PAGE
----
Palace of Arts - Béla Bartók National Concert Hall, 7:30 pm
Bluebeard’s Castle – semi-staged performance
The Miraculous Mandarin
Following an excellent recording and a highly successful New York performance, the two famous Hungarian singers will sing again in Budapest of the hopeless love of Judit and Bluebeard. It is impossible here to list all the stages in the brilliant careers of Ildikó Komlósi
and László Polgár
. We shall mention only some of their engagements for the 2008–2009 season. Komlósi is singing Herodias in the Metropolitan Opera (R. Strauss: Salome), Carmen in Rome and the Verona Arena, Amneris in the Berlin and Munich Staatsoper, and in Verona (Verdi: Aida). She will appear in Cavalleria Rusticana in Cagliari (Teatro Lirico), the role of Princess de Bouillon in Adriana Lecouvreur awaits her in Covent Garden, and she will sing Federica in Luisa Miller in the Paris National Opera. László Polgár
will take the role of Raimondo in Zurich (Donizetti: Lucia di Lammermoor), King Marke in Birmingham (Wagner: Tristan und Isolde). In 2009 he is to sing the roles of Talbot (Donizetti: Maria Stuarda), Colline (Puccini: La Bohème) and Claudius (Handel: Agrippina) in Zurich. Besides Budapest, he will sing Bluebeard several times in Athens.
Prices: 8500, 7500, 6500, 4500, 2500, 1500 HUF
Hungarian Academy of Sciences, Ceremonial Hall, Roosevelt tér, 7:30 pm
Haydn: String quartet in G minor, Hob. III:74
Emil Petrovics: String quartet No. 3 – world première
Beethoven: Septet in E flat major, op. 20
With: Dimitri Ashkenazy – clarinet, Milan Turkovic
– bassoon, Szabolcs Zempléni – horn, Zsolt Fejérvári – double bass
The world famous Kodály Quartet
formed over four decades ago links the first great figure in the most elevated genre of classical music, Joseph Haydn whose 200th death anniversary we are celebrating this year, with one of the major contemporary representatives of the string quartet tradition, Emil Petrovics, whose third string quartet will be performed for the first time at this concert. Petrovics’s finely wrought first two string quartets can be regarded as late descendants of the tradition reaching from Haydn, through Beethoven, to Bartók, and he remains faithful to this tradition in his latest work too. Beethoven will also be represented at the concert, although not as a quartet composer: his rarely heard op. 20 Septet will be performed with the participation of several of today’s greatest wind soloists. Beethoven dedicated this early work to Maria Theresa and it became one of his most popular pieces in the first decade of the 19th century.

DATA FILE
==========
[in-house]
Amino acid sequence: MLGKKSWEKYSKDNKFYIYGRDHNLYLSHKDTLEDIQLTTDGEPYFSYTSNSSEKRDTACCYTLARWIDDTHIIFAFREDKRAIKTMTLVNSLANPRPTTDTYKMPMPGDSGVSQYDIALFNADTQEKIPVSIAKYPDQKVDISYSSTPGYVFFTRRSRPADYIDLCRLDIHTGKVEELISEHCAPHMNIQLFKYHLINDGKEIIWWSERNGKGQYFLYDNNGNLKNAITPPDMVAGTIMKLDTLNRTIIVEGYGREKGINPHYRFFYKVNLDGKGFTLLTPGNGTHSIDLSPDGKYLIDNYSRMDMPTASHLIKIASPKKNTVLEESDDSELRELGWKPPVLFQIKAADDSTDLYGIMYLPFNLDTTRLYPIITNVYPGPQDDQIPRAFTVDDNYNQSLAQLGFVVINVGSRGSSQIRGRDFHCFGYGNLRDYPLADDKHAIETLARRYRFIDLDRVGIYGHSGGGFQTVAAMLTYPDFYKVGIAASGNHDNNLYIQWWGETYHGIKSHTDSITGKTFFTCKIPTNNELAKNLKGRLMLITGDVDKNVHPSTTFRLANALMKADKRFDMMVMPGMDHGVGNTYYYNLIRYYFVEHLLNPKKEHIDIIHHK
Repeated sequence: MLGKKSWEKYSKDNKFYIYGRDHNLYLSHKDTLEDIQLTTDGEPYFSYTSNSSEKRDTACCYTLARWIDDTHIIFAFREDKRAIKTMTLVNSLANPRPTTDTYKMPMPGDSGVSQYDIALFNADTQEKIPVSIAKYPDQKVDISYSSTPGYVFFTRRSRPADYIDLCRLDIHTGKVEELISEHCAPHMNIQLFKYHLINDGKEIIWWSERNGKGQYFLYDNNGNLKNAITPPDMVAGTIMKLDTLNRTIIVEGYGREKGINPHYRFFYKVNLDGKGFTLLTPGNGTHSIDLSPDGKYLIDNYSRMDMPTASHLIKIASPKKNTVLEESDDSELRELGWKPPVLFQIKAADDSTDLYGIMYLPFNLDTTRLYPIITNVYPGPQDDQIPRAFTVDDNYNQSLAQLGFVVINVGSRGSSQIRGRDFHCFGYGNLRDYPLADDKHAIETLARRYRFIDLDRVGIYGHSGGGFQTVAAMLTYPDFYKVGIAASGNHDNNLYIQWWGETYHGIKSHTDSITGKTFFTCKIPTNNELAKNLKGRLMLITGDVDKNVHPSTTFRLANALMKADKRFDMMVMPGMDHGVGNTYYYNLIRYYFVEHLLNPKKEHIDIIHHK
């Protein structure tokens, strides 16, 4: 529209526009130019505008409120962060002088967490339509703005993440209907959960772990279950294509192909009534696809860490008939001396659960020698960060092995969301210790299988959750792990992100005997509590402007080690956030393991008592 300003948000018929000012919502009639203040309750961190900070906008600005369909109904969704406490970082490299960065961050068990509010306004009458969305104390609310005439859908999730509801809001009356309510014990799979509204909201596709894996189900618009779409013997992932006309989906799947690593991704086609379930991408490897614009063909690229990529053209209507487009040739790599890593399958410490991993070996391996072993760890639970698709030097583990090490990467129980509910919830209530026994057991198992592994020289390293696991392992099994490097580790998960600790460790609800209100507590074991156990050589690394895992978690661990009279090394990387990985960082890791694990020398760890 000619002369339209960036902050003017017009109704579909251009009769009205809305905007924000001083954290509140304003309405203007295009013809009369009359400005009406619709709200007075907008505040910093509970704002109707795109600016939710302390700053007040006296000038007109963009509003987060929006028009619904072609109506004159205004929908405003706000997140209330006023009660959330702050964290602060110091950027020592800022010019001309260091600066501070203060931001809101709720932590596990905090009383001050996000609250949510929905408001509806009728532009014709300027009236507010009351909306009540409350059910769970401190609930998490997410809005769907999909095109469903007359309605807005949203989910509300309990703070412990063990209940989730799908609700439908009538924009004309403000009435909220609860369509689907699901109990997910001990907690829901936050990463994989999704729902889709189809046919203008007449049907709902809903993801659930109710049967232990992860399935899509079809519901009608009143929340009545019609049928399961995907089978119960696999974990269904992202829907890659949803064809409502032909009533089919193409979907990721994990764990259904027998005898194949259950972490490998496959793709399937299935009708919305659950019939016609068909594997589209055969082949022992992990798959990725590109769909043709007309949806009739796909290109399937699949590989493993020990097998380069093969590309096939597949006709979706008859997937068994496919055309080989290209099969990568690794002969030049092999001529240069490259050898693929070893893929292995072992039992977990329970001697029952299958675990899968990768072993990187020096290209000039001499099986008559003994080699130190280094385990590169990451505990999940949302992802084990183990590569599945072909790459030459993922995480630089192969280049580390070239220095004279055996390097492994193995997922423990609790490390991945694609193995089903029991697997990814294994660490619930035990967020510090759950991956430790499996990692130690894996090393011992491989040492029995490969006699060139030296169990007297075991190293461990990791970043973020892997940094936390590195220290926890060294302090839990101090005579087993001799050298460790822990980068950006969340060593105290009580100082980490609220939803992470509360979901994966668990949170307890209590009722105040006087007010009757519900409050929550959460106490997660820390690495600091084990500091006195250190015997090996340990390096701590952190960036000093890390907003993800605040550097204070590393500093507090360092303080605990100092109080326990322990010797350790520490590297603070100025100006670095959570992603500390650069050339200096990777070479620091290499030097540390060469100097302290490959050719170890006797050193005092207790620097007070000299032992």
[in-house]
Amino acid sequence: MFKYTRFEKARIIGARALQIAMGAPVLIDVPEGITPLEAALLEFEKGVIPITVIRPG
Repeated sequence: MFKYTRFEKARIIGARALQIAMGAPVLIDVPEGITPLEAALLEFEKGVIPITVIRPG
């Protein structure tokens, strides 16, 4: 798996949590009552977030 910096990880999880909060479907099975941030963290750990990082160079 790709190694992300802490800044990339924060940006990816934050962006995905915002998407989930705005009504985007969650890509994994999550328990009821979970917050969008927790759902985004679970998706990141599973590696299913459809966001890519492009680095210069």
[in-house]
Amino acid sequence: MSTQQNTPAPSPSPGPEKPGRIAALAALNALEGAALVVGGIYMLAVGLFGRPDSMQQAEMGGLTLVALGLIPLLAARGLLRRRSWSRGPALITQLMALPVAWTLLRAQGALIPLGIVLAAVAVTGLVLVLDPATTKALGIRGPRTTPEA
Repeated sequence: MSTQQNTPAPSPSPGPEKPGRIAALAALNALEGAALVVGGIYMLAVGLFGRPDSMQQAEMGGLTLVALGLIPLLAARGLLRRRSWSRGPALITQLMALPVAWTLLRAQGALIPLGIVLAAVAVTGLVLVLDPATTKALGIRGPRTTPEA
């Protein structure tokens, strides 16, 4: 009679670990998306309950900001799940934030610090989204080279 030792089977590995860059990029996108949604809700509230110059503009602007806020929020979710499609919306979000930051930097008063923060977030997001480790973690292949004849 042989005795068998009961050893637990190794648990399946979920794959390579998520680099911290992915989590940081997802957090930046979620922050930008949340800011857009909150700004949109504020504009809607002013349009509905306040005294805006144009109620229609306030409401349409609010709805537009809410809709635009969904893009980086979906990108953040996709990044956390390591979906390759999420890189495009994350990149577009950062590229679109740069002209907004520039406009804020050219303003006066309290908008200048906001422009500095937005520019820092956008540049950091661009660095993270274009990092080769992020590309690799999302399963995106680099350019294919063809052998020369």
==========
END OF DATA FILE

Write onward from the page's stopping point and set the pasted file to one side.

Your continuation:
Price: 5000 HUF
Hungarian State Opera House, 7:00 pm
Turandot: Mária Farkasréti
Altoum: István Róka
Timur: László Szvétek
Kalaf: Attila Kiss B.
Liu: Ilona Tokody
Ping: András Kálid Kiss
Pang: Ferenc Gerdesits
Pong: Péter Kiss
Mandarin: András Palerdi
Conductor: Péter Oberfrank
With: Orchestra and Choir of Hungarian State Opera House
Director: Balázs Kovalik
Sets: Éva Szendrényi
Costumes: Márta Jánoskúti
Choirmaster: Máté Szabó Sipos
Probably even composers holding the most elevated artistic principles nurture a secret desire that one day they would hear their own works whistled by the man in the street. If this wish ever came true for anyone, it certainly did not Puccini: perhaps nothing from opera has made the transition to popular culture as easily as Nessun dorma, the famous tenor aria from Turandot. True, Puccini did not live to witness its popularity – he died in 1924 leaving the opera unfinished. Of course, the hit status in itself gives no idea of the impressive emotional dimensions of Puccini’s works. In the case of Turandot, the composer who was fighting a losing battle with throat cancer, transformed the story of a blood-thirsty Chinese princess into his hymn to spiritual rebirth.
Opera in three acts, sung in Italian,
with Hungarian surtitles.
Prices: 16900, 12700, 9200, 6200, 2800, 1900, 1000 HUF
Millenáris Teátrum, 8:00 pm
Modern classical music
Balázs Winkler: Viaduct
Péter Pejtsik – Tamás Görgényi: A new age is born – NWC
Antonín Dvořák – Péter Pejtsik: Paradise Lost
Balázs Winkler – Péter Pejtsik: Sonata for cello and piano
Péter Pejtsik – Tamás Görgényi: Modern Times
Csaba Vedres – Tamás Görgényi: Nocturne
J. S. Bach: Concerto in A minor (arrangement by Ferenc Torma)
Péter Pejtsik – Tamás Görgényi: Free fall
Balázs Winkler – Péter Pejtsik: Life goes on
Péter Pejtsik – Balázs Winkler – Tamás Görgényi: Secret service I-II-III-IV
Balázs Winkler: Burlesque
Péter Pejtsik: Stonehenge
Csaba Vedres – Gábor Egervári: Tear up the pictures
Péter Pejtsik – Tamás Görgényi: All the best I-II
(including: Aaron Copland: Fanfare for the Common Man)
Csaba Vedres – Tamás Görgényi: Good night
(including: Péter Pejtsik: Night)
Members of the ensemble: Zoltán Bátky – voice, Gábor Egervári – lyrics, concert sound, flute, Zoltán Lengyel – piano, synthesizer, Zsolt Madai – drums, Péter Pejtsik – cello, bass guitar, Ferenc Torma – guitar, synthesizer, Balázs Winkler – trumpet, synthesizer
After Crying, one of the most exciting groups on the Hungarian music scene, was formed in 1986. 22 years later, after 10 albums and 1 concert DVD there can be no doubt that the autonomous world and unique sound of After Crying has won the place it deserves in international music life.
Right from the start the members of the ensemble have consciously built their values, looking to the great figures of European culture as their principal examples. They have been influenced in classical music by Bach, Beethoven and Bartók, and in “light” music mainly by the work of Emerson, Lake and Palmer and King Crimson. In literature their outlook has been shaped above all by Shakespeare, Dostoyevsky, János Arany, Frigyes Karinthy, Attila József and Sándor Weöres, and in philosophy by Aristotle, Saint Thomas Aquinas and G. K. Chesterton.